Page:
So, Is Snakehead Fish Good To Eat?
It has no fishy aftertaste or smell, and if one can get past the aesthetics, the flaky white meat is pleasantly firm.
This versatile fillet can be grilled, barbecued, breaded, and deep-fried to serve as a main course or as a side dish. The breaded snakehead won a taste test conducted by the Washington Post over the standby cod.
For centuries, snakeheads have been a staple of Asian diets and are even considered a delicacy in Singapore. “Many Singaporeans believe snakehead’s skin softens when cooked with green apples,” explains an AP article.
The “Fresh Fish w/ Flaming Chili Oil” at Z & Y Restaurant is one of the restaurant’s most popular dishes, and it features Snakeheads. In fact, this dish is almost as popular as the famous explosive chicken.
The mouth-numbing Sichuan peppercorns combined with the texture and juiciness of the fish are a favorite among customers. If you ask most diners who have tried this dish at Z & Y, “Are Snakehead fish good to eat?” you’ll probably get a resounding YES!
Preparing And Serving Snakehead Fish In Many Ways
Due to its flaky, firm, and white texture, snakehead fish meat can be cooked in a variety of ways. So far, the most popular ways to cook fish have been to fry it in a pan, bake it in an oven, or grill it outside.
It is especially enjoyable to eat snakehead fish with chips. There was a Washington Post story explaining how this meal combination has now surpassed fish and chips in popularity.
How Does Snakehead Fish Taste Like?
We love blackened snakehead fish and it is one of our favorite ways to prepare the fish. If you want to fry your snakehead, that is also a great option.
A Word Of Caution On Fish Consumption
Similar to any wild fish, it is important to limit the amount of northern snakehead you consume on a regular basis due to the potential presence of polychlorinated biphenyls (PCBs) that can accumulate in the layer of fat underneath the skin of the fish.
However, proper cleaning and cooking methods can help reduce the amount of PCBs in your fish.
When preparing your snakehead, it is recommended that you remove all the skin, slice off as much fat as possible, particularly around the belly flap and lateral line, and cook your fish on a rack in the oven or on a grill to allow more of the fat to drain out of the fish.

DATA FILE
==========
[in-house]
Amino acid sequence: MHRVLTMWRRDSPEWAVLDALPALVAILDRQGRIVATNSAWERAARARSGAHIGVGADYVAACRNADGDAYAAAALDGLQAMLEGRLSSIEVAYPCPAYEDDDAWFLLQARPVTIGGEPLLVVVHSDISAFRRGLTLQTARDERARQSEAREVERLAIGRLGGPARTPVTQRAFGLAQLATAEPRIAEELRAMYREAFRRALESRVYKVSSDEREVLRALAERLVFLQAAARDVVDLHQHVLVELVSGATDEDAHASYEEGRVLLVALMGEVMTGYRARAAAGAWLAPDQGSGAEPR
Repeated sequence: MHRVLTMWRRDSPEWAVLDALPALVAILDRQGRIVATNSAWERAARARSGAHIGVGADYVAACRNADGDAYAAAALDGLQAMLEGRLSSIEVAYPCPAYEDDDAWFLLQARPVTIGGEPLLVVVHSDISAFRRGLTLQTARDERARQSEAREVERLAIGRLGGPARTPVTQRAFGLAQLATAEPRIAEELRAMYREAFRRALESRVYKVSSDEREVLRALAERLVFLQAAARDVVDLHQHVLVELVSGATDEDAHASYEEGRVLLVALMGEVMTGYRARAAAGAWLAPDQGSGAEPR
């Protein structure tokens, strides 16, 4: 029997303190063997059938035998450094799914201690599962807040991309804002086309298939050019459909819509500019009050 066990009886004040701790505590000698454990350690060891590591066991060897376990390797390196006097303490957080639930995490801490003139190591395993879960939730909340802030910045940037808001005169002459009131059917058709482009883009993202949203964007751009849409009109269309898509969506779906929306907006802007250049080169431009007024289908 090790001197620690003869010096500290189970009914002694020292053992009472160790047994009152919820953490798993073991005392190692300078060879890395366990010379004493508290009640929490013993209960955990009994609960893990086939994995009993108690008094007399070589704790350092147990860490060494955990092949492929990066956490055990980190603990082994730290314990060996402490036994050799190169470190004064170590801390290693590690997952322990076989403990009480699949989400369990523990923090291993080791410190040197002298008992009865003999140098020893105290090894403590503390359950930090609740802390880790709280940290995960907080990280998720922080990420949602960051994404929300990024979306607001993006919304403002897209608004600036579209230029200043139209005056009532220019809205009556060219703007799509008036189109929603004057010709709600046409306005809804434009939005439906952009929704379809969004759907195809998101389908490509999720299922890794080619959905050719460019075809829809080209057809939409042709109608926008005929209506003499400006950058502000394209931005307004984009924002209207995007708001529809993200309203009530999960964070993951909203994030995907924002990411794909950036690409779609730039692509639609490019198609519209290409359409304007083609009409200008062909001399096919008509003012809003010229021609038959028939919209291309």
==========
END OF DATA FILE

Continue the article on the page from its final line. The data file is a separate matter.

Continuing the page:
Mercury can also be present in fish, and in the case of snakehead, it is located in the actual fish muscle rather than in the fat layer. Unfortunately, there is no way to reduce the level of mercury through cleaning or cooking.
Your best option is to limit your consumption of fish species that tend to contain high levels of mercury. Since mercury bioaccumulates in fish, larger/older fish typically contain more contaminants.
Sticking to younger, smaller fish is generally a good idea. Moreover, it is advisable to avoid fatty fish such as channel catfish and carp.
The Virginia Department of Health regularly posts fish consumption advisories for various fish species in all the water bodies in the state, using data collected by the Virginia Department of Environmental Quality.
Since snakehead is not listed as an official game fish, the Department doesn’t publish advisories for eating snakehead, although you can gauge how many are safe to eat by examining the advisories for other fish species in your local river.
The current fish consumption advisories for Virginia can be found on the Department’s official website, which also includes a quick reference map.
The question of whether or not you can eat snakehead fish is one that doesn’t have a simple answer.
While it’s certainly possible to cook and enjoy this fish, it’s important to consider the potential environmental impact and health concerns associated with consuming it.
If you do decide to try snakehead fish, be sure to source it responsibly and cook it thoroughly to ensure that it’s safe to eat.